“…and the Fantasy Baseball Overlord smitten thee with wheat, maize and Christian Yelich, then said, ‘You can’t have all three, you must choose two,’ and the people of Jerusalem, Wisconsin, a small city outside of Milwaukee, received their bounty of corn and wheat to make beer and dispatched Yelich to a nearby hospital.” — The Book of Uecker. *makes sign of the cross* Sadly, it’s written, therefore it is, as they say in elementary schools using fifteen-year-old textbooks. The bright side to come out of Yelich’s body issue — not the one that your sister touched herself to, the other one — is Trent Grisham should leadoff and play every day. Remember, he was a guy who hit 13 HRs and stole six bags, while hitting .381, in only 34 minor league games, and could be worth a pick up in all leagues for the stretch-run. Anyway, here’s some more players to Buy or Sell this week in fantasy baseball:Please, blog, may I have some more?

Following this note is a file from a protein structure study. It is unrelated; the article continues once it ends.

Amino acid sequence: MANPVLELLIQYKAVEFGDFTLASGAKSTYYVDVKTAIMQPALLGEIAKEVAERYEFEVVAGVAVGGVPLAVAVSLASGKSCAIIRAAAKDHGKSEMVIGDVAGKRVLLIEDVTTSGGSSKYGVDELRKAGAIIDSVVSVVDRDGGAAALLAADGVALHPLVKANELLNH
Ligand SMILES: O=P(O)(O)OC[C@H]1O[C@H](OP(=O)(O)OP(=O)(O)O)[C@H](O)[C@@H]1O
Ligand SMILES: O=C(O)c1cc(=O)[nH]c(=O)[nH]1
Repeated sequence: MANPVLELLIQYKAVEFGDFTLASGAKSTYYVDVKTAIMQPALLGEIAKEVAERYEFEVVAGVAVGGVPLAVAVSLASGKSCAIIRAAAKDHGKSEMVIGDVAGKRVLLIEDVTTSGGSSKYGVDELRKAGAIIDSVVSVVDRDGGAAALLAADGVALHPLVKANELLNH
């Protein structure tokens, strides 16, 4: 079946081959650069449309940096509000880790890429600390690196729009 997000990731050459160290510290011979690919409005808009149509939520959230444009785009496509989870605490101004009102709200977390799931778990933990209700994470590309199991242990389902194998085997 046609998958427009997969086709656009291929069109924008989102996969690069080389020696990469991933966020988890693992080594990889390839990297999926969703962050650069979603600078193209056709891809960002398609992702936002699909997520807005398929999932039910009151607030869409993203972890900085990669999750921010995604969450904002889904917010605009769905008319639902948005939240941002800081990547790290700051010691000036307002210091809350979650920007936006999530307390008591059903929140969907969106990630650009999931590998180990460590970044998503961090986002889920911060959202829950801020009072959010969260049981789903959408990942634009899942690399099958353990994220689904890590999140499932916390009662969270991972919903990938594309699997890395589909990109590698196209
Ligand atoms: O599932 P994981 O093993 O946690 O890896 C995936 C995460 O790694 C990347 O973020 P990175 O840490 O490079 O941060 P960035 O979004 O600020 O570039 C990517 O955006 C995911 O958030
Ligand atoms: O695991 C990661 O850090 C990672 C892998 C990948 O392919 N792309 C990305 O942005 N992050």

Here’s to the crazy ones. The misfits. The ones that don’t draft pitching early. The Muslim Mrs. Garretts. The Yu’s that we saw in the 2nd half. The ones that see things differently and not simply the ones who are holding drinking glasses up to their face to make googly eyes. They’re not fond of the rules like: Don’t wear sweatpants every day. And they have no respect for the status quo, because they’ve checked out every time someone defined “status quo” for them. They held onto Yu Darvish (6 IP, 0 ER, 4 baserunners, 14 Ks, ERA at 3.97) all 1st half and were rewarded nicely. Unless he’s just on a team that started checking out fantasy football in June. Back in July, Coolwhip wrote, “I’m not prepared just yet to say he’s back back, but it’s looking like he’s finding his way back. I’ll call him a tentative buy for now, while advising to keep an eye on his walks and I’ll be watching his velocity and arm slot. In fact, I just picked him up where I could to see what happens.” Hashtag nailed it. Prior to that, Darvish had a 5.01 ERA. Since then, 2.44 ERA in 66 1/3 IP. The fix, as we all know by now, he’s stopped walking everyone. His season-long peripherals 11.2 K/9, 3 BB/9, 4.39 FIP are sweet, but his 2nd half peripherals are legendary, and some of the best in baseball — 12.6 K/9, 0.8 BB/9, 3.20 FIP. For 2020, the thought of getting anywhere close to Darvish’s 2nd half has me, not only interested in him, but thinking he could be a steal as a number two fantasy starter. Yu might think I’m crazy, but the crazy ones change the world, or at least do well sometimes in their leagues. Anyway, here’s what else I saw yesterday in fantasy baseball:Please, blog, may I have some more?